"You don’t build a church for Easter Sunday” is an idiom that often does not involve architecture. Easter Sunday is when a church usually has the most people; on any other Sunday, church attendance might be half of that number. The expression means that actions should reflect what normally occurs, not the most abnormal event.
“You don’t build a church for the Easter Sunday crowd” was cited in print in 1969. “It’s not practical to build a church just for the Easter crowd” was cited in 1977 and “You can’t build a church for Easter Sunday” in 1978. It’s not known where the saying originated.
3 July 1969, Billings (MT) Gazette, “Water Rates,” pg. 6, col. 2:
“But like the mayor says, you don’t build a church for the Easter Sunday crowd.”
6 March 1977, Abilene (TX) Reporter-News, “Storage Program Helps Firm Meet Gas Needs,” pg. 23-F, col. 1:
In other words, it’s not practical to build a church just for the Easter crowd.
9 April 1978, Dallas (TX) Morning News, “hertz quietly moves in” by Cheryl Hall, pg. H1, col. 2:
But Bailey, who is fond of saying, “You can’t build a church for Easter Sunday,” admits that during some peak rent car times, rent car companies may have to turn down business.
(Robert J. Bailey of Hertz car rental company.—ed.)
1 September 1979, Greensboro (NC) Daily News, “High Point To Build Convention Center” by Lindsey Gruson and Charles Babington, pg. A8, col. 4:
“You don’t build a church just for Easter Sunday, Peet said.
(David Peet, president of High Point’s Economic Development Corporation.—ed.)
16 August 1992, Del Rio (TX) News-Herald, “Megamall attracting big crowds” (AP), pg. 9A, col. 6:
“One of the people in our office has an expression: ‘You don’t build a church for Easter Sunday, you build it for a regular Sunday,’” she said.
Google News Archive
5 October 1992, Milwaukee (WI) Journal, “Hotels,” Waukesha, pg. C, col. 1:
“You can’t build a church just for Easter Sunday, and the same applies to a hotel,” he said.
Google News Archive
28 February 2007, Ocala (FL) Star-Banner, “Overflow of ideas from Rees Jones” by Gregory Broome, pg. 3D, col. 1:
On the redesign: “I redesigned it for the residents, for the members. You don’t build a church for Easter Sunday. You build it for every day.”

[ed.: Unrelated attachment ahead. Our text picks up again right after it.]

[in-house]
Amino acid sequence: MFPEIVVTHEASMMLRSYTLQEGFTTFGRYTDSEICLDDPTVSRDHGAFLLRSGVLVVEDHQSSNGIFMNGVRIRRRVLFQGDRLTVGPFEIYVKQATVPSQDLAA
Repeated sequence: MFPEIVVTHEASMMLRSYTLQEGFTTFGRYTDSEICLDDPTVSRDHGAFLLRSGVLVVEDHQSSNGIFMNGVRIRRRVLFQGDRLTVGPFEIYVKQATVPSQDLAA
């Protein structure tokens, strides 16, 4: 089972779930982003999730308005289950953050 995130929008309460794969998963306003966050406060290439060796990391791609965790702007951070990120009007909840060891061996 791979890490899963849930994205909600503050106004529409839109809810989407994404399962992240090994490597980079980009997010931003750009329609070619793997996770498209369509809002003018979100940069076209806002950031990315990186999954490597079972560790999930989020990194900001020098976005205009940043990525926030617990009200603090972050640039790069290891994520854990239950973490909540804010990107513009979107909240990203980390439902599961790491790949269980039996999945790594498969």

Dream It! Do It!:
My Half-Century Creating Disney’s Magic Kingdoms
By Martin Sklar
Glendale, CA: Disney Editions
Gary Wilson, making the ultimate statement about meeting capacity demands when designing attractions and facilities for Disney parks and resorts: “You can’t build a church for Easter Sunday!” (11/20/86)
“you don’t build a church for Easter...you don’t buy a plane just for dec 23” @UPS earnings call #smartquips
8:22 AM - 30 Jan 2014
Contact Center 411
April 24, 2014
You Don’t Build a Church for Easter Sunday: A Good Lesson for Contact Center Capacity Planning
At the time of the Easter holiday, I happen to be working on forecasting and workforce planning and site planning for a new contact center operation and am reminded of a favorite quote from a former client. We were going through an exercise similar to my current project at the time and some of the client’s own staff felt that we were planning on building too small to accommodate their peak season, which is a very short annual window. “You don’t build a church for Easter Sunday,” she told them. While I had never heard that before, it fit the situation perfectly. Just because you have overflowing church parking lots and standing room only Easter services, you don’t overbuild the size of your church. Likewise, you don’t always build your contact center to accommodate your periods of peak volume over time.
Beloit (WI) Daily News
EDITORIAL: Fire training: Go regional
Posted: Wednesday, June 18, 2014 4:00 pm
THERE’S AN OLD SAYING: “Don’t build a church for Easter.” Meaning, obviously, it’s wise to be cautious and not over-build the real needs.
New York City • Buildings/Housing/Parks • Wednesday, June 18, 2014 • Permalink